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Mexico’s “New” Environmental Law
June 10, 2015
Although Mexico’s “new”, or current, environmental law is already one year old, many companies have not yet updated their business plans to meet the new requirements. What is the difference? A new “polluter pays” principle subjects businesses to much greater liability risk. What should companies do now to reduce the risk and increase resilience in the event of an environmental disaster?
“Everyone has a right to an adequate environment for their development and well-being.” A safe environment is a constitutional right in Mexico. An important milestone in environmental protection came in 1988 when “The Law of Ecological Balance” was enacted. It established a baseline of corporate liability, with guidelines on water, soil, air pollution, protected natural areas, protected species, ecological emergencies, and ecosystems. Mexico also supported the 1992 UN Declaration on the Environment and Development, and in July 2013, the Mexican congress passed the “Federal Law of Environmental Responsibility”, which raised the level of official environmental protection to match the European standard.
The good news is that Mexico is leading the Latin America effort to protect the environment. However, the new law significantly increases the responsibility of businesses to guard against environmental accidents.
On August 6, 2014, the Buenavista del Cobre copper mine leaked 40,000 cubic meters of copper sulphite (acid). It quickly spread to seven cities in the Sonora region, contaminating two rivers and leaving approximately 24,000 residents without clean water. Authorities had to distribute millions of liters of bottled water to residents, as hundreds of wells were shut down. Farmers could not water their crops, and many residents claimed to be infected by the contaminated water.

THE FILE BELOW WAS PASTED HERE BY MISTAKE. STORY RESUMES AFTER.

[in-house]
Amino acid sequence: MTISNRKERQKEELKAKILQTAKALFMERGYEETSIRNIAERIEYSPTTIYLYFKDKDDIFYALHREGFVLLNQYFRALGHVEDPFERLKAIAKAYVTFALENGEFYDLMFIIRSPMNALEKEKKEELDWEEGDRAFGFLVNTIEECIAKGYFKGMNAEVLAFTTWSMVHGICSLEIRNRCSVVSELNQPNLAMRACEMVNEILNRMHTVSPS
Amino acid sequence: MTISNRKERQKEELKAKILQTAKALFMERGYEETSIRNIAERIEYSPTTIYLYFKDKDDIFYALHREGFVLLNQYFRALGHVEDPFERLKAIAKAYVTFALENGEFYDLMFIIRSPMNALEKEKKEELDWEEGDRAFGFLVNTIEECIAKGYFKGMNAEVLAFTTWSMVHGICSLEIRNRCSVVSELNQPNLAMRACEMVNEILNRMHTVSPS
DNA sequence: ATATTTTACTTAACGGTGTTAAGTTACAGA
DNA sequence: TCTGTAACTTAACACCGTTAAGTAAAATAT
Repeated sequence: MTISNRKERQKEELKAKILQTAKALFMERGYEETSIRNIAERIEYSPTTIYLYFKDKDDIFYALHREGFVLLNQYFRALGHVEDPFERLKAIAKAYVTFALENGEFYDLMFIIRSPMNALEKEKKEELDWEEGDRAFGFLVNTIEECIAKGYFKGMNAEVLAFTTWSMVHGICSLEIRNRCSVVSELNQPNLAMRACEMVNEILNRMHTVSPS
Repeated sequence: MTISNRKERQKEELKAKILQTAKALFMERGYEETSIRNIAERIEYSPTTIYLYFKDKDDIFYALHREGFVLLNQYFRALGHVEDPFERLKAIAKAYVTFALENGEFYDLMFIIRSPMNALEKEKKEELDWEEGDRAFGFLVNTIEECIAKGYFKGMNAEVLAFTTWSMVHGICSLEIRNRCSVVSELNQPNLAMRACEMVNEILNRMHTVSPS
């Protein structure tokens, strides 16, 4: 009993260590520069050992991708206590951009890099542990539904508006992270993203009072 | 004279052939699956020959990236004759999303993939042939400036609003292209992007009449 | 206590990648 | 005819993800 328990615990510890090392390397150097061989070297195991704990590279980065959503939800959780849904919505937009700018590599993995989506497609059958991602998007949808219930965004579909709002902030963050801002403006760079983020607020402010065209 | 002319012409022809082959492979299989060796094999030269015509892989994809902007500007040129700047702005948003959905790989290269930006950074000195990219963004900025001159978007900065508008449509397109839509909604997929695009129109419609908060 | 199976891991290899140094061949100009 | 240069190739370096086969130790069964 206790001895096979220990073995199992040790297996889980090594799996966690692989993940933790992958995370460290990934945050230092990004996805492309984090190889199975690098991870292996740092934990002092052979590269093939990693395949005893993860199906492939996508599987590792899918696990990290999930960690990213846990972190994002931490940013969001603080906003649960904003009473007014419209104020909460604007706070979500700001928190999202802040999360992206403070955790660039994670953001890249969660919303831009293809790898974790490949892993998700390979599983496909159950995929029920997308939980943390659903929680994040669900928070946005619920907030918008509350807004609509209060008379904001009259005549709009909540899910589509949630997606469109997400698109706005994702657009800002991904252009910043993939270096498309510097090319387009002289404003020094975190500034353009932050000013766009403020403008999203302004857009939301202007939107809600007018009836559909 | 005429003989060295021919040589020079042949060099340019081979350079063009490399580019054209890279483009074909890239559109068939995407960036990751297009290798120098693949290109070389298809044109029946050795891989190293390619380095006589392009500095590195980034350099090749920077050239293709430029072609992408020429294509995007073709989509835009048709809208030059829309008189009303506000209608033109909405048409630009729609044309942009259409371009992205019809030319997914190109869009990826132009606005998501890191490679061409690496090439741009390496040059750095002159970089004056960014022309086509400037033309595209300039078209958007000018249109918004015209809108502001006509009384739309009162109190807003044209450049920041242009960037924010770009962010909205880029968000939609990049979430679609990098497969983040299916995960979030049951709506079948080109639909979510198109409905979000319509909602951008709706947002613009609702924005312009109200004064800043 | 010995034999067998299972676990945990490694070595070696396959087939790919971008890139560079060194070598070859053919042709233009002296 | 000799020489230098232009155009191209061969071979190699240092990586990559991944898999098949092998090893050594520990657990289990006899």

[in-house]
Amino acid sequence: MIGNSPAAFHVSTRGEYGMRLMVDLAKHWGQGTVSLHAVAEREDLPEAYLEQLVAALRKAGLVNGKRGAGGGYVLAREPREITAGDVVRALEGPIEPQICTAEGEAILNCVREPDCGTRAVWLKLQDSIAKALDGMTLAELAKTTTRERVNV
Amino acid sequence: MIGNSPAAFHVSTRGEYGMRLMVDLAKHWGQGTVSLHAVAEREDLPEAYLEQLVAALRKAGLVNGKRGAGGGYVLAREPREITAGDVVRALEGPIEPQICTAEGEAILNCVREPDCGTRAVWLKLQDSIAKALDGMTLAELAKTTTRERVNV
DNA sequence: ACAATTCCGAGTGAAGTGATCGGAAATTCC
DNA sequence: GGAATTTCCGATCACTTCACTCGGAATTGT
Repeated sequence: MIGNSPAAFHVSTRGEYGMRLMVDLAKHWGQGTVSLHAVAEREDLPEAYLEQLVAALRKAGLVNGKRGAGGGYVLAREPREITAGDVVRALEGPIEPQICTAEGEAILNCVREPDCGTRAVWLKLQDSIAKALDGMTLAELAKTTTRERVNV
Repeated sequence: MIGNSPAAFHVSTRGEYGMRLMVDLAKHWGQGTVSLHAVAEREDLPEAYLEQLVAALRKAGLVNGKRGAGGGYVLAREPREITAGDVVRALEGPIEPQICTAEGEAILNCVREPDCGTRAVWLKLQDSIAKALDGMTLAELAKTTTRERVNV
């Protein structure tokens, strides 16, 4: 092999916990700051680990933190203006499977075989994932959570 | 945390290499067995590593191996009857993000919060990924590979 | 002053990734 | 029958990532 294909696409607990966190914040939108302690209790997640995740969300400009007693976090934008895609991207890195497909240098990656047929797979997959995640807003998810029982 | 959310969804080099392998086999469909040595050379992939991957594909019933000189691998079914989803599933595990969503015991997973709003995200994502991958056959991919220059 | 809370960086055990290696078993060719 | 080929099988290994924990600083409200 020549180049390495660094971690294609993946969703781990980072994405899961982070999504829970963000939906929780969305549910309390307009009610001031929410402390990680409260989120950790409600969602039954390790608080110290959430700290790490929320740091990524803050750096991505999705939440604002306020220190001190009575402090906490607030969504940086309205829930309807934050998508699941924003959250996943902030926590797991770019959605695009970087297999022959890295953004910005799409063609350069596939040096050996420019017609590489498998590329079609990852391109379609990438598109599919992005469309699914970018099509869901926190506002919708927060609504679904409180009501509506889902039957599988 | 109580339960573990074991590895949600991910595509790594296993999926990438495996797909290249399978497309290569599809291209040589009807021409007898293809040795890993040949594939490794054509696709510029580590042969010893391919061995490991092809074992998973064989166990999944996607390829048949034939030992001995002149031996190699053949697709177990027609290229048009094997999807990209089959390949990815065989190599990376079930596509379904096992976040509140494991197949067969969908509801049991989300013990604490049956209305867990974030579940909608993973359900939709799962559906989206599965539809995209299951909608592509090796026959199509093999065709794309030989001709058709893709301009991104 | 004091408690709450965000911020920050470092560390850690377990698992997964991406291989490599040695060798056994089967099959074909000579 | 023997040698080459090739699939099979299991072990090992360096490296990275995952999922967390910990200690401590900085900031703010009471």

The Mexican government has called it the worst environmental mining disaster in the country’s history. Some estimate cleanup and restoration will take 15-20 years.
The mine owner, Grupo Mexico, will pay fines of at least USD 3.4 million for environmental violations. Admitting that poor tank maintenance probably caused the leak, the company has established a trust of USD 150 million to pay for cleanup, restoration, and compensation to affected residents.
Despite those measures, the Sonora state government has publicly denounced the company for deliberate negligence, citing repeated, documented violations of dam codes and environmental standards over the years. The state officially broke off all ties with Grupo Mexico, and urged the federal government to revoke the mine’s license. Green Party members and NGO representatives have also accused Grupo Mexico of waiting five days after discovery to notify the government of the spill, and many have criticized the federal government for inadequate sanctions.
With 2013 revenues of USD 9.3 billion, Mexico’s largest mining and infrastructure company will probably survive this setback. But the repercussions to its reputation are spreading. Authorities in the US continue to monitor an Arizona river connected to Sonora for cross-border contamination, and Spanish regulators are thinking twice about issuing the company a mining license.